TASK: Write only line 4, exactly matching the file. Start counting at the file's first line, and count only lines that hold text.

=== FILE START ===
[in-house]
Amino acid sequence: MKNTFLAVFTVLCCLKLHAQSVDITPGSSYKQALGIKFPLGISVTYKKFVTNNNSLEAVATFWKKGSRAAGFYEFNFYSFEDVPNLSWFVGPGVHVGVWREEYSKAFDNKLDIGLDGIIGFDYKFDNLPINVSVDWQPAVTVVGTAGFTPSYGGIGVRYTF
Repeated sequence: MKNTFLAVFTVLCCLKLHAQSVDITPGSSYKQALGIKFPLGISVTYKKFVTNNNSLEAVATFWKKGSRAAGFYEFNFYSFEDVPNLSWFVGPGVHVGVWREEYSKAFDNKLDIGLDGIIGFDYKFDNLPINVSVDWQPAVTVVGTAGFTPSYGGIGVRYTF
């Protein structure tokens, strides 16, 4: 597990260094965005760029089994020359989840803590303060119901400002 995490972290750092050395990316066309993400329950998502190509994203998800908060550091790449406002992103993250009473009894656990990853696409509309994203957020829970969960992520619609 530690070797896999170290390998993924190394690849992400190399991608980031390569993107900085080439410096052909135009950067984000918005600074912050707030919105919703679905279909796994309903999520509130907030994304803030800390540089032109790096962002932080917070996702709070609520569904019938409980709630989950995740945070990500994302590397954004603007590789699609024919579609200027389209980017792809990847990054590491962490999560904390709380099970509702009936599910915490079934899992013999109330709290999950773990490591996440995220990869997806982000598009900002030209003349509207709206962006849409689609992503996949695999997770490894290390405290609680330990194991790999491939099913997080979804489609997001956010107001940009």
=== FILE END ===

């Protein structure tokens, strides 16, 4: 597990260094965005760029089994020359989840803590303060119901400002 995490972290750092050395990316066309993400329950998502190509994203998800908060550091790449406002992103993250009473009894656990990853696409509309994203957020829970969960992520619609 530690070797896999170290390998993924190394690849992400190399991608980031390569993107900085080439410096052909135009950067984000918005600074912050707030919105919703679905279909796994309903999520509130907030994304803030800390540089032109790096962002932080917070996702709070609520569904019938409980709630989950995740945070990500994302590397954004603007590789699609024919579609200027389209980017792809990847990054590491962490999560904390709380099970509702009936599910915490079934899992013999109330709290999950773990490591996440995220990869997806982000598009900002030209003349509207709206962006849409689609992503996949695999997770490894290390405290609680330990194991790999491939099913997080979804489609997001956010107001940009």